A request for information is a tool used by agencies to solicit comments from interested stakeholders to provide the agency with the necessary technical aspects of complex topics. This allows agencies to determine if a formal rulemaking process will be promulgated on certain commonly commented on points. In this case, the comment period for the request for information ended in July 2018, with HHS currently reviewing the comments received. There is no anticipated date for next steps, so the public will have to wait until the next stage before discovering what the major points of interest are from the industry.

Specifically, HHS is seeking clarity from the industry on the following issues:

– Promoting innovation and competition for biologics. The FDA will issue new policies to improve the availability, competitiveness, and adoption of biosimilars as affordable alternatives to branded biologics. The FDA will also continue to educate clinicians, patients, and payers about biosimilar and interchangeable products as it seeks to increase awareness about these important new treatments.

– Samples for biosimilars and interchangeables. What actions should be considered to facilitate access to reference product samples by these companies?

– Resources and tools from the FDA: What specific types of information resources or development tools would be most effective in reducing the development costs for biosimilar and interchangeable products?

– Improving the Purple Book. What additional information could be added to increase the utility of the Purple Book?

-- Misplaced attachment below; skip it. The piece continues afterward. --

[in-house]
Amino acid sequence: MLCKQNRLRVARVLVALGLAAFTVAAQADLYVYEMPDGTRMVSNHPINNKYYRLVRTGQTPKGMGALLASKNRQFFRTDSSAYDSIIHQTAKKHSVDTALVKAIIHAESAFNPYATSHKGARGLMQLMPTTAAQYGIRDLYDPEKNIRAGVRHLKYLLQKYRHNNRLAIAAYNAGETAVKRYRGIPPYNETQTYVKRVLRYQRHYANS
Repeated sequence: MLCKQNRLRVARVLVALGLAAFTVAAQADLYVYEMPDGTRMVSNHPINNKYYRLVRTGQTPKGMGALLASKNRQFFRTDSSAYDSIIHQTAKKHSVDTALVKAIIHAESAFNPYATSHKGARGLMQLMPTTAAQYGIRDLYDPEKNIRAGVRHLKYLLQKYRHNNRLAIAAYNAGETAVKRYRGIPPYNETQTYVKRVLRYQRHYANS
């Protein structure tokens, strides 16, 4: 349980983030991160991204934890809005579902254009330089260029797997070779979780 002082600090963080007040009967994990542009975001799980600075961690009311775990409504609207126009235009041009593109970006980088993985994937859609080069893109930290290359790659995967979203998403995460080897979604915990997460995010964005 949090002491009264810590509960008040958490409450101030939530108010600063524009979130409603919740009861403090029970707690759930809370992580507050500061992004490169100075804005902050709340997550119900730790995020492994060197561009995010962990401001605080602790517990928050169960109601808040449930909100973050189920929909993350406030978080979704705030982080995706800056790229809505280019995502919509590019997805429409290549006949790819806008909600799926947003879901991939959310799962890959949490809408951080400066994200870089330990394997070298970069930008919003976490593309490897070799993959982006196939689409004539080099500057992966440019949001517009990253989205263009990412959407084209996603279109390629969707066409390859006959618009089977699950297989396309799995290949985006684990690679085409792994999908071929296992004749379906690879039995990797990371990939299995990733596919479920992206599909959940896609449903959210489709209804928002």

– Educating providers and patients. What types of information and educational resources on biosimilar and interchangeable products would be most useful to healthcare professionals and patients to promote understanding of these products? What role could state pharmacy practice acts play in advancing the utilization of biosimilar products?

– Interchangeability. How could the interchangeability of biosimilars be improved, and what effects would it have on the prescribing, dispensing, and coverage of biosimilar and interchangeable products?

While all of these topics are important, in my opinion solid policies on interchangeability, biosimilar education, and formulary coverage would serve industry the best. First, having the clarity on whether interchangeability is feasible and what those points are will likely determine the speed at which we will see more biosimilars introduced into the marketplace. Second, educating physicians, pharmacists, and patients about the benefits of biological products will go a long way in ensuring marketplace comfort with these new protein-based medications. Last, understanding how payers and pharmacy benefit managers will manage these products is key in determining whether biosimilars will have an immediate impact on costs. Will payers and PBMs place these medications on higher tiers? How will rebates effect biosimilar utilization? Knowing this will help industry stakeholders determine their relevant pricing strategies to stay ahead of this emerging market.

Thus far, the FDA has been vocal about increasing biosimilar utilization as well. This summer witnessed FDA Commissioner Gottlieb release his Biosimilar Action Plan that addressed four key areas:

– Improving the efficiency of the biosimilar and interchangeable product development and approval process
– Maximizing scientific and regulatory clarity for the biosimilar product development community
– Developing effective communications to improve understanding of biosimilars among patients, providers, and payers
– Supporting market competition by reducing gaming of FDA requirements or other attempts to unfairly delay market competition to follow-on products